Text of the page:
Posted by Alison on October 28th, 2008
Men – 500mg per day
Women – 500mg per day
Best known as a component of table salt (sodium chloride), sodium (Na) is vital for controlling the amount of water in the body, maintaining the normal PH (degree of acidity or alkalinity) of blood, transmitting nerve signals, and helping muscular contraction. It is present in all foods in varying degrees, and almost all processed foods also have added salt.
Unlike all other minerals, sodium is, on the whole, overconsumed. Dietary intake is very high in North America – averaging about twenty times the recommended daily requirement of 500mg. symptoms of increased salt intake include nausea, vomiting, diarrhea, and abdominal cramps. High concentrations of sodium in the body can also result from excessive water or fluid loss. Persistently high levels of sodium in the blood can result in swelling, high blood pressure, difficulty in breathing, heart failure, and may be fatal.
A deficiency of this mineral is rare since our dietary intake is so high. However, the levels of sodium in the body can become too low as a result of prolonged vomiting or diarrhea, or during a period of prolonged illness. Levels of sodium in the body can also become low as a result of dehydration or excessive or persistent sweating, which may occur during very hot weather or affect marathon runners, athletes who participate in triathlons, or people who have certain forms of kidney disease, such as acute kidney failure.
Symptoms of sodium deficiency include headache, nausea, vomiting, muscle cramps, drowsiness, fainting, fatigue, and possibly coma.
Men – 0.9mg per day
Women – 0.9mg per day
Copper (Cu) plays a key role in several body functions. These include the production of pigment in skin, hair, and eyes; the development of healthy bones, teeth, and heart; the protection of body cells from chemical damage since it acts as an antioxidant; the maintenance of the myelin sheath, which surrounds and protect nerve fibers; and the functioning of the nervous system. It is also involved in the processing of iron in the body and the formation of red blood cells.
A deficiency of copper is rare, though it can occur in malnourished infants. The deficiency results in anemia and its related symptoms.
Left untreated, a deficiency can lead to lung damage and excessive bleeding due to reduced production of red blood cells and damage to the connective tissues (which surround body structures and hold them together).
Copper This is found naturally in all the foods listed below, which contain at least 1mg of the mineral per 1 ¾ oz (50g):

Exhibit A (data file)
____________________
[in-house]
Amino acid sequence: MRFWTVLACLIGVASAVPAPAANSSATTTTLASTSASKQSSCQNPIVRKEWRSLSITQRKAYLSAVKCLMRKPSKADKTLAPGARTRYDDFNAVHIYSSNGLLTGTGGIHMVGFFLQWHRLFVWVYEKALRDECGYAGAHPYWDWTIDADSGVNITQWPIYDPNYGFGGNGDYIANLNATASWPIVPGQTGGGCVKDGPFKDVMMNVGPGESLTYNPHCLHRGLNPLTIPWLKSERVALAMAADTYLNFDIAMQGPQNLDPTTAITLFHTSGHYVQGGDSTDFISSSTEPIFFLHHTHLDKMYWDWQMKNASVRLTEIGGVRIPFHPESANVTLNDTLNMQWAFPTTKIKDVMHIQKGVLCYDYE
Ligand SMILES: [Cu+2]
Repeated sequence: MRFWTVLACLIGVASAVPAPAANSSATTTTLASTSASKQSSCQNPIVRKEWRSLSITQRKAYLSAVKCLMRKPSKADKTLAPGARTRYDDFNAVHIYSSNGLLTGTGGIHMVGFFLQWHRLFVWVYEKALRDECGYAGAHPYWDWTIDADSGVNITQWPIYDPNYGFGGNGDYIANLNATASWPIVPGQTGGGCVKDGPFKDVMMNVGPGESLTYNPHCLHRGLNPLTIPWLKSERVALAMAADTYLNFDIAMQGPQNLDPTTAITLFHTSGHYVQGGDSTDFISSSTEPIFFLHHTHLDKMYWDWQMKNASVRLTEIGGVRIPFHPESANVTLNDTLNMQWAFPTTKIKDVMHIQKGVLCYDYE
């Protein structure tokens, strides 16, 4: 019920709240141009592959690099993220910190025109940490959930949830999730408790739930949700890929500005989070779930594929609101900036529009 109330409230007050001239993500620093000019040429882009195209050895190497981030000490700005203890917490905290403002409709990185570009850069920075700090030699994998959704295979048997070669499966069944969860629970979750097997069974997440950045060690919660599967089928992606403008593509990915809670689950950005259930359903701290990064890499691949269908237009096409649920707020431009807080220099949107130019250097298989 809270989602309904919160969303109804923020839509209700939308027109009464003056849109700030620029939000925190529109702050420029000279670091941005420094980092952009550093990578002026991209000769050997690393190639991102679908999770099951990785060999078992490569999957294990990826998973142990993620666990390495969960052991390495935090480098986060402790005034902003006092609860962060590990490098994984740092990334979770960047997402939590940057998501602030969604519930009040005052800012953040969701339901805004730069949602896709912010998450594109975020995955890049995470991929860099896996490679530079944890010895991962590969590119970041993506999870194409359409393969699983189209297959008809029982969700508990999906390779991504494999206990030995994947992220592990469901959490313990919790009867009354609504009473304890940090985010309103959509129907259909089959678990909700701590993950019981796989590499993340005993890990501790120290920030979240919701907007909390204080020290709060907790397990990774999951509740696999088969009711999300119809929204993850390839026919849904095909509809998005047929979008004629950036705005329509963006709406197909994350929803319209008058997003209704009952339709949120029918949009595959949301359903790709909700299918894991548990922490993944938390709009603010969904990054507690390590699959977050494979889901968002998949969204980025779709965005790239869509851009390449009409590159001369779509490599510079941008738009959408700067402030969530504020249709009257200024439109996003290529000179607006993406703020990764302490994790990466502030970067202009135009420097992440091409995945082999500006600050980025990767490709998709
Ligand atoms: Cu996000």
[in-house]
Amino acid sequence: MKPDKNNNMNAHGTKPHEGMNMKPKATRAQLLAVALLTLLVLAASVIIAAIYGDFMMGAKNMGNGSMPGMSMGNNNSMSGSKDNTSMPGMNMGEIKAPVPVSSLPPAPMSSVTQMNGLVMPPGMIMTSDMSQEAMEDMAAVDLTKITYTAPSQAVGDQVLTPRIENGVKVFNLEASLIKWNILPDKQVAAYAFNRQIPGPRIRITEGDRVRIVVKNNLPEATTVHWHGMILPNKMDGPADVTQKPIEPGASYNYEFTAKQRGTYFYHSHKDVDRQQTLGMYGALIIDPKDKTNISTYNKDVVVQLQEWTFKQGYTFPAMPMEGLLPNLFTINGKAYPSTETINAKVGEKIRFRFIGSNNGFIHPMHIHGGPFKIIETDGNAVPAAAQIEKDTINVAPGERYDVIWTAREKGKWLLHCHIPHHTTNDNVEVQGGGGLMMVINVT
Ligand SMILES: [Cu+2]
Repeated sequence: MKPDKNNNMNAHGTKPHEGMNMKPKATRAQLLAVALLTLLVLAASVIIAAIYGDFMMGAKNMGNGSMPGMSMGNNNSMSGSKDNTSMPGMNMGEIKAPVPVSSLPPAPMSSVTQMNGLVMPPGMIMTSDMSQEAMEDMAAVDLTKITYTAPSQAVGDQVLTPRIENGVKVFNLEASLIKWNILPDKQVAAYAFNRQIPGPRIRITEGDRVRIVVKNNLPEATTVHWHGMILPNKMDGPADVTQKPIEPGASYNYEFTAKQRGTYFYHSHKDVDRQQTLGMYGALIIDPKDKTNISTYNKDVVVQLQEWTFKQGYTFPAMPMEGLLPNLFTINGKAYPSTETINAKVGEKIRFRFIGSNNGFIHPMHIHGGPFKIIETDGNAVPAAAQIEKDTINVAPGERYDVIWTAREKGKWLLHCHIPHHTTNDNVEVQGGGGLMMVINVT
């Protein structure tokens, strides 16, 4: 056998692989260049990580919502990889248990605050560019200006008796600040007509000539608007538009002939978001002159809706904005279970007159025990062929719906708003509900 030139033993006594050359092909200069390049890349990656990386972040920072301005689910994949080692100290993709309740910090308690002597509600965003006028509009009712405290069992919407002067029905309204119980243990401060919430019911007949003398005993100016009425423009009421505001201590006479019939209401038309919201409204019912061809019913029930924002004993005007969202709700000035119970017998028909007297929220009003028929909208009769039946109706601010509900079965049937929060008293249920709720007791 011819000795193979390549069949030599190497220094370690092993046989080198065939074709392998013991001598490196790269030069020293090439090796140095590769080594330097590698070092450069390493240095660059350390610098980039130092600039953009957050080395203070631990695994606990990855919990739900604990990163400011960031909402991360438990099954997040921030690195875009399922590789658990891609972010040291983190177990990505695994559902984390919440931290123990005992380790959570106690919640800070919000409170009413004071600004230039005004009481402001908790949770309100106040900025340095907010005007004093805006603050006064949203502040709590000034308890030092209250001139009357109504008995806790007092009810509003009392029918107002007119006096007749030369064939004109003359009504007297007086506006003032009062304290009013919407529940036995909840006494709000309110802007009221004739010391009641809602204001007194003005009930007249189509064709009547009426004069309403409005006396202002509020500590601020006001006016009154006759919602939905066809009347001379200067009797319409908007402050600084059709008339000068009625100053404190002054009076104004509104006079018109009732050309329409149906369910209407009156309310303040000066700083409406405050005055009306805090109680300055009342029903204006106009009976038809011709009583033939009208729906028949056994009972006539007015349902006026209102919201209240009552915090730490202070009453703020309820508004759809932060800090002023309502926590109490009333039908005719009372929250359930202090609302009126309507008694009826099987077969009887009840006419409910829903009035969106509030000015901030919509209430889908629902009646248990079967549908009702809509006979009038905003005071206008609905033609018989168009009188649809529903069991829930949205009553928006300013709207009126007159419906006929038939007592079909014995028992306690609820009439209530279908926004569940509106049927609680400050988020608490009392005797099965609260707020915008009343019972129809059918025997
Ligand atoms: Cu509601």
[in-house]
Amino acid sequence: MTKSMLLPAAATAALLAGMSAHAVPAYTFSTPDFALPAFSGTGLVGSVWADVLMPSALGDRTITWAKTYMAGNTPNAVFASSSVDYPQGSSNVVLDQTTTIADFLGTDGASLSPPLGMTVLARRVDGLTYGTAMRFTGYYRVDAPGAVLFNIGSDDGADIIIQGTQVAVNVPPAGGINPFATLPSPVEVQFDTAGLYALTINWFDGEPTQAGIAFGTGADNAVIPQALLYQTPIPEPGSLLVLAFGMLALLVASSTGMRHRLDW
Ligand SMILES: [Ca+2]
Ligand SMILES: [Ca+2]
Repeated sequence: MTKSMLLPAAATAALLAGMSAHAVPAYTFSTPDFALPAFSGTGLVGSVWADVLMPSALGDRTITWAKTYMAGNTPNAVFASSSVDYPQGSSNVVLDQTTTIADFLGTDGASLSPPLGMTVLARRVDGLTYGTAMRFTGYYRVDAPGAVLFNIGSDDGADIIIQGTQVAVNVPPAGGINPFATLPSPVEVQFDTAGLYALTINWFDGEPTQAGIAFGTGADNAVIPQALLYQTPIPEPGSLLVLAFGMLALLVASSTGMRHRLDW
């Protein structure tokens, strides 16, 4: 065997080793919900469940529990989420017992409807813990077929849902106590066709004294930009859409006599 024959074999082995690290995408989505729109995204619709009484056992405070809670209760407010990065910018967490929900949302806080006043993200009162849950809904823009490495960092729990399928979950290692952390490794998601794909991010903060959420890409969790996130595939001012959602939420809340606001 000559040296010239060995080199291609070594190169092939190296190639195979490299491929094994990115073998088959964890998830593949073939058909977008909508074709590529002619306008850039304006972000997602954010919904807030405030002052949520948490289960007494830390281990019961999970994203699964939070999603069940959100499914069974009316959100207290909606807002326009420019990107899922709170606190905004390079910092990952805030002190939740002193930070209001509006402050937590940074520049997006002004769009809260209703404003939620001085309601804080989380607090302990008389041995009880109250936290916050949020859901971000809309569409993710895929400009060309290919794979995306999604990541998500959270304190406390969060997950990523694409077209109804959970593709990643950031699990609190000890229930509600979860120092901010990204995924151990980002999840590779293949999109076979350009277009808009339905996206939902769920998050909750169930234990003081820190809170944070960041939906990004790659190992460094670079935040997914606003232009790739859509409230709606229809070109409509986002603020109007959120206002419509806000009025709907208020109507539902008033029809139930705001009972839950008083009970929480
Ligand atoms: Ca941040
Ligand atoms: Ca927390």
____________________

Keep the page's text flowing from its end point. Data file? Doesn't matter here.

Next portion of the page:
Whole grains, especially barley
Seafood such as crab, lobster, and oysters
Nuts such as almonds, Brazils, and pistachios
Men – 4mg per day
Women – 3mg per day
This micromineral is found at varying concentrations in drinking water – it is often added by public water suppliers – and in soil; fluoride (F) is also present in very small amounts in the body. About 99 percent of the fluoride in the body is in the teeth and bones; it helps increase tooth mineralization and bone density and reduce the risk of tooth decay. It also promotes enamel remineralization throughout life.
Fluoridation of public water supplies has been endorsed by more than 90 professional health organizations as the most effective dental public health measure in existence. However, about half of the people in North America still fails to receive the maximum benefits from community water fluoridation and the use of products that have had fluoride added to them.
Fluoride can be obtained from any food that is prepared in or with water that has been fluoridated. You can also obtain the mineral from fluoridated mouth rinses and toothpastes.
A deficiency of this mineral can lead to tooth decay. If you live in an area where fluoride is not added to the water supply, you would benefit from a fluoride supplement.
By definition, water fluoridation is the adjustment of fluoride in a water supply to an optimum concentration of 0.7-1.2 parts per million in order to prevent tooth decay in the people who use the supply. The value of fluoridation has been demonstrated beyond question. Schoolchildren living in an optimally fluoridated community were shown to be at much lower risk of tooth decay compared with those children who do not live in such an area.
There is evidence that fluoridation reduces both tooth decay in children by 20-40 percent, and helps to prevent tooth decay and loss in adults. Water fluoridation is beneficial for those living in poor communities, who are at greater risk of tooth decay and have less access to dental care and alternative fluoride resources.